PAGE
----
Here’s a good example from Max Altschuler, VP of Marketing at Outreach.
- Exclude your job title: While your prospects may buy from you, they aren’t necessarily coming to your LinkedIn because they care about you specifically. They want to know what you can do for them. So instead of your title, try including your passions, skills, or even a product description in your headline. And never use the words “guru”, “ninja”, or “rockstar”.
I like this example headline from Mark Aquino at New Relic:
- Create a story: If you feel in your heart of hearts that it’s important to tell the world what you do, craft it into a story that demonstrates a kind of case study. For example, an account executive might say, “I build relationships with individuals by understanding their needs and connecting them to the right products.”
Focus the story on the outcomes you give your prospects, not on your individual function.
For example, look at Joe Apfelbaum’s headline:
- Don’t Brag: We all know you’re the best salesperson, but your prospect doesn’t care. Don’t brag about being a “quota crusher” or any other super sales-jargon, all-about-me talk. You can highlight an accomplishment (especially if it’s outside of work), but don’t go overboard.
Now that you’ve crafted a compelling headline, let’s move on to your LinkedIn bio.
LinkedIn Summary Examples + Tips for Salespeople
The summary is one of the central parts of your LinkedIn profile, and one of the most important. It can teach people a lot about you, and your prospects can learn about what your company can do for them.
It’s super important to get this part right. Here’s how.
- Write the way you talk: Sales is all about building genuine connections. If your LinkedIn summary sounds like it was written by a robot, that’s the impression your prospects will get.
Don’t be afraid to be true to yourself, or to add a personal flair to your bio (I like to throw a “y’all” in every so often). Being down-to-earth and real with others will go a long way toward making the right connections.
Check out David Gerhardt’s LinkedIn Profile Summary if you want to see authenticity in action:
- Start with your prospect’s problem: Can I repeat this enough? This is all your prospect cares about. Demonstrate that you know what that problem is by focusing on how you can help them deal with the issues that impact them most.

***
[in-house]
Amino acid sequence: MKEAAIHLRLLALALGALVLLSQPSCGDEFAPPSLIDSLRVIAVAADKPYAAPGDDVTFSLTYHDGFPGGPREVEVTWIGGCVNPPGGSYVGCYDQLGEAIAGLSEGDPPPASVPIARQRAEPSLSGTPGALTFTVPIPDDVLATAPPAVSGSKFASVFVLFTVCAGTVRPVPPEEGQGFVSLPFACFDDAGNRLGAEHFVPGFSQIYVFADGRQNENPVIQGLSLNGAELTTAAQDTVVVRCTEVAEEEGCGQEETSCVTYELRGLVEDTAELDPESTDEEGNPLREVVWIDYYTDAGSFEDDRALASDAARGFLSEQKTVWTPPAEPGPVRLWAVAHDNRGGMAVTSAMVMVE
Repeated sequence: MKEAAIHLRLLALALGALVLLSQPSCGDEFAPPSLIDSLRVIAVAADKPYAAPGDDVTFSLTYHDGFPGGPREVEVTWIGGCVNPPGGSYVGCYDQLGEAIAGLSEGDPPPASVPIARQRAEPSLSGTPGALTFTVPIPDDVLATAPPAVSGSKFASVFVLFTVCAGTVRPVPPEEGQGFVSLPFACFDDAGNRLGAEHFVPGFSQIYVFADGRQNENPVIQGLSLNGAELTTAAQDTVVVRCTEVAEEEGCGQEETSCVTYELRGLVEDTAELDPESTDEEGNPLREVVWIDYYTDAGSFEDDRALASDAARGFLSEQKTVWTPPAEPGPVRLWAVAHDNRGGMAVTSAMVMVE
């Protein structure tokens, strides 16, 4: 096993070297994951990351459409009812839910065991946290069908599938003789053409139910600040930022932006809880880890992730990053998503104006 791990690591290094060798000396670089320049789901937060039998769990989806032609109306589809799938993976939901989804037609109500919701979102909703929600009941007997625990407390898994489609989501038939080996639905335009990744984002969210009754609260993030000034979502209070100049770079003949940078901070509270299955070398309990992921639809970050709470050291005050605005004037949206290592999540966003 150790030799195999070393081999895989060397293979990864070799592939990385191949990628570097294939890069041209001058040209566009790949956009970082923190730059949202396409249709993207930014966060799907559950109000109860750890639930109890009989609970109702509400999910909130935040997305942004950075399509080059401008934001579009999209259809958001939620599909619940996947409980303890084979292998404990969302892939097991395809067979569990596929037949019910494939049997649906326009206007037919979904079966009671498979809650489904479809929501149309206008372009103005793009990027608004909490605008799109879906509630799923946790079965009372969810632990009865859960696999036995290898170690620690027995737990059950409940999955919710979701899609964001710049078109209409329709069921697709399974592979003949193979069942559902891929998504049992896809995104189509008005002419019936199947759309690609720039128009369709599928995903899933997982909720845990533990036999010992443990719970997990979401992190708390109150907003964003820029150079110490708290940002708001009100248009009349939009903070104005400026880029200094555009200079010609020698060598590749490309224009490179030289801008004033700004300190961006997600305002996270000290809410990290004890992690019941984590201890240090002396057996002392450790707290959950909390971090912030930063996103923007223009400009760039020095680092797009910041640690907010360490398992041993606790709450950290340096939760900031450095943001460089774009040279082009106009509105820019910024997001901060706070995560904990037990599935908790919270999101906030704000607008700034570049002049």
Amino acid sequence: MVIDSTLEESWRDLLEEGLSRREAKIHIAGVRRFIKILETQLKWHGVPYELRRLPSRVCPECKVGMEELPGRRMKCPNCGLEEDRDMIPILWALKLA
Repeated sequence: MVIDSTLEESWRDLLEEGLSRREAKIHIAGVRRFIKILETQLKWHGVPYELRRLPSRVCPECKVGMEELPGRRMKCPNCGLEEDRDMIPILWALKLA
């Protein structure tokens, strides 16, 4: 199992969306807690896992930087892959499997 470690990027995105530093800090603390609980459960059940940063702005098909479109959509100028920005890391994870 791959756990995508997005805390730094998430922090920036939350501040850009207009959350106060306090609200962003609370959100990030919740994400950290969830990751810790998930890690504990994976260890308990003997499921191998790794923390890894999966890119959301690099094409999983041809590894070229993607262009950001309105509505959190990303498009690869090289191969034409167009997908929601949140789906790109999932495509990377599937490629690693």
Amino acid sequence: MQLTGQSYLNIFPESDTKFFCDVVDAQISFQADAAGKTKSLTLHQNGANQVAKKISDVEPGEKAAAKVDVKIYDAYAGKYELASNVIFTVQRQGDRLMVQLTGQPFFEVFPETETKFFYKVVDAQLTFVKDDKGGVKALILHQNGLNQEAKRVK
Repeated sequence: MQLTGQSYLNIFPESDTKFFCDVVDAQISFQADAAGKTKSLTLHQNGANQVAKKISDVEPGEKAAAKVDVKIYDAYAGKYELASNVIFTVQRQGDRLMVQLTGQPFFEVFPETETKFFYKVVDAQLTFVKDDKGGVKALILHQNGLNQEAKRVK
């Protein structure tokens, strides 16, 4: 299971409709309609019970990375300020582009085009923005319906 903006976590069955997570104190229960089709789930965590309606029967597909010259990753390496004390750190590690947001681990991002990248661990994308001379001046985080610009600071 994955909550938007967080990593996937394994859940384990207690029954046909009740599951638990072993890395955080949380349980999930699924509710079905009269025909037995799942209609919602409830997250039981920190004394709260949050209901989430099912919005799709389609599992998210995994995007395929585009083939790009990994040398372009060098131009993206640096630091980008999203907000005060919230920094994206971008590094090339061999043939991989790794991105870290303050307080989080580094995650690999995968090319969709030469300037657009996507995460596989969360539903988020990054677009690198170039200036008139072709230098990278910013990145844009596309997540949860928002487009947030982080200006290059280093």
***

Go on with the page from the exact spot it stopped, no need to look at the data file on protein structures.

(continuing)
Here’s a solid example from Viveka (Vivica) von Rosen:
Emojis are okay, if that’s your personal brand.
Or, you can use your summary to show you understand your buyer’s biggest pain points.
- Share a testimonial: Has one of your accounts contributed a testimonial, or can you for one? If so, using this in your summary can be powerful.
This example LinkedIn Summary from Heather Ann Havenwood is great:
- Share facts and figures: If you can incorporate real sales statistics that demonstrate how you helped customers and maybe even add a case study or two, that will show prospects that you’re all about adding measurable value.
Richard Harris has this down in his profile summary:
- Add keywords: Some people include keywords based on the top skills listed at the bottom of their LinkedIn summary. I also suggest adding keywords that your prospects are likely to search, so your profile appears in LinkedIn search results. Check the tags on your company blog if you need a quick way to figure this out.
- Don’t be afraid to brag about your company (not yourself): If you haven’t done that, the end of your summary is the perfect place to talk about how much you love your company, and your team and the results they achieve for customers.
- Include your contact information: Make sure you to add at least your email address and company website to the contact info section in your intro. You need to be easy to reach!
Fill Your Experience Section with Positivity
It’s tempting to fill out your experience section like a resume, or a job description. Before you do, though, remember that your buyer doesn’t care about your quota attainment – only their own problems.
So how should you approach this section? This can be easier than you think. Just do the following:
- Get everyone on the same page: It’s important to align your sales and marketing teams around what your company description should be. Like your one-liner, this will help to build a consistent brand in the minds of your prospects, regardless of who they speak to at your organization.